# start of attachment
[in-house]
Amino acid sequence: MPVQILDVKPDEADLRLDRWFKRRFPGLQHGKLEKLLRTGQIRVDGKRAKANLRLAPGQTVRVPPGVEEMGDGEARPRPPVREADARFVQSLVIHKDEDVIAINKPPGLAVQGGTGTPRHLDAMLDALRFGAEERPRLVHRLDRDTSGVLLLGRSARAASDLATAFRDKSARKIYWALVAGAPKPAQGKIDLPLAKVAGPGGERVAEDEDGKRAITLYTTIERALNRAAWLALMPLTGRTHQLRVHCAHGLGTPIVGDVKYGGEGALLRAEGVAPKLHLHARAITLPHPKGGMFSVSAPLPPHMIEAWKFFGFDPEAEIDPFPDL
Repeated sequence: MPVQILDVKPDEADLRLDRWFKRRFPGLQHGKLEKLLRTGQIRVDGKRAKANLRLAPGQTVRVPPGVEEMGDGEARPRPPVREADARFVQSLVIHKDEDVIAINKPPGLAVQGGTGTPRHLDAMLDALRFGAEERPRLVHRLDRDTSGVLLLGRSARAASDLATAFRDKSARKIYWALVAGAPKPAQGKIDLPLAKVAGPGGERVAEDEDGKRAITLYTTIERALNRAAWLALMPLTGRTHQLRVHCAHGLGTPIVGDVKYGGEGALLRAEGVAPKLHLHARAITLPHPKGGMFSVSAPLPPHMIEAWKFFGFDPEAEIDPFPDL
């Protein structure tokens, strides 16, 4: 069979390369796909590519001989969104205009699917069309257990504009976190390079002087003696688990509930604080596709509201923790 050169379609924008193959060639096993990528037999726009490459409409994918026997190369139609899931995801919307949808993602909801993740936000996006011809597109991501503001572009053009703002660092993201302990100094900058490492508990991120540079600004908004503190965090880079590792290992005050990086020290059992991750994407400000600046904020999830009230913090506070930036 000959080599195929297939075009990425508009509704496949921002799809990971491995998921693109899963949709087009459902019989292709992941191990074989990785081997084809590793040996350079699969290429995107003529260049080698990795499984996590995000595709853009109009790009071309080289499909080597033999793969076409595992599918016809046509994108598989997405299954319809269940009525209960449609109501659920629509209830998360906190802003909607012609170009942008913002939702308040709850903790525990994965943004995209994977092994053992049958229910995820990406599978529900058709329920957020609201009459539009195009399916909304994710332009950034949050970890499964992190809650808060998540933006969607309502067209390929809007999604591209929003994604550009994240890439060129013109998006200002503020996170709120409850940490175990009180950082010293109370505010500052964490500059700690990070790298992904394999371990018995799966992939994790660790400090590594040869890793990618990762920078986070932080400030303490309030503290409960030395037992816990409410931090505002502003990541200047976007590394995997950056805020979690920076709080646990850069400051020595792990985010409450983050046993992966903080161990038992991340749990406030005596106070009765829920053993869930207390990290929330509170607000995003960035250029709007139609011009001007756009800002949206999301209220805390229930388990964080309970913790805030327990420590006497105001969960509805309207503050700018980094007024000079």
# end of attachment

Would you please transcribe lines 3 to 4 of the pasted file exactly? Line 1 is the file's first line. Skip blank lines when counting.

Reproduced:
Repeated sequence: MPVQILDVKPDEADLRLDRWFKRRFPGLQHGKLEKLLRTGQIRVDGKRAKANLRLAPGQTVRVPPGVEEMGDGEARPRPPVREADARFVQSLVIHKDEDVIAINKPPGLAVQGGTGTPRHLDAMLDALRFGAEERPRLVHRLDRDTSGVLLLGRSARAASDLATAFRDKSARKIYWALVAGAPKPAQGKIDLPLAKVAGPGGERVAEDEDGKRAITLYTTIERALNRAAWLALMPLTGRTHQLRVHCAHGLGTPIVGDVKYGGEGALLRAEGVAPKLHLHARAITLPHPKGGMFSVSAPLPPHMIEAWKFFGFDPEAEIDPFPDL
């Protein structure tokens, strides 16, 4: 069979390369796909590519001989969104205009699917069309257990504009976190390079002087003696688990509930604080596709509201923790 050169379609924008193959060639096993990528037999726009490459409409994918026997190369139609899931995801919307949808993602909801993740936000996006011809597109991501503001572009053009703002660092993201302990100094900058490492508990991120540079600004908004503190965090880079590792290992005050990086020290059992991750994407400000600046904020999830009230913090506070930036 000959080599195929297939075009990425508009509704496949921002799809990971491995998921693109899963949709087009459902019989292709992941191990074989990785081997084809590793040996350079699969290429995107003529260049080698990795499984996590995000595709853009109009790009071309080289499909080597033999793969076409595992599918016809046509994108598989997405299954319809269940009525209960449609109501659920629509209830998360906190802003909607012609170009942008913002939702308040709850903790525990994965943004995209994977092994053992049958229910995820990406599978529900058709329920957020609201009459539009195009399916909304994710332009950034949050970890499964992190809650808060998540933006969607309502067209390929809007999604591209929003994604550009994240890439060129013109998006200002503020996170709120409850940490175990009180950082010293109370505010500052964490500059700690990070790298992904394999371990018995799966992939994790660790400090590594040869890793990618990762920078986070932080400030303490309030503290409960030395037992816990409410931090505002502003990541200047976007590394995997950056805020979690920076709080646990850069400051020595792990985010409450983050046993992966903080161990038992991340749990406030005596106070009765829920053993869930207390990290929330509170607000995003960035250029709007139609011009001007756009800002949206999301209220805390229930388990964080309970913790805030327990420590006497105001969960509805309207503050700018980094007024000079």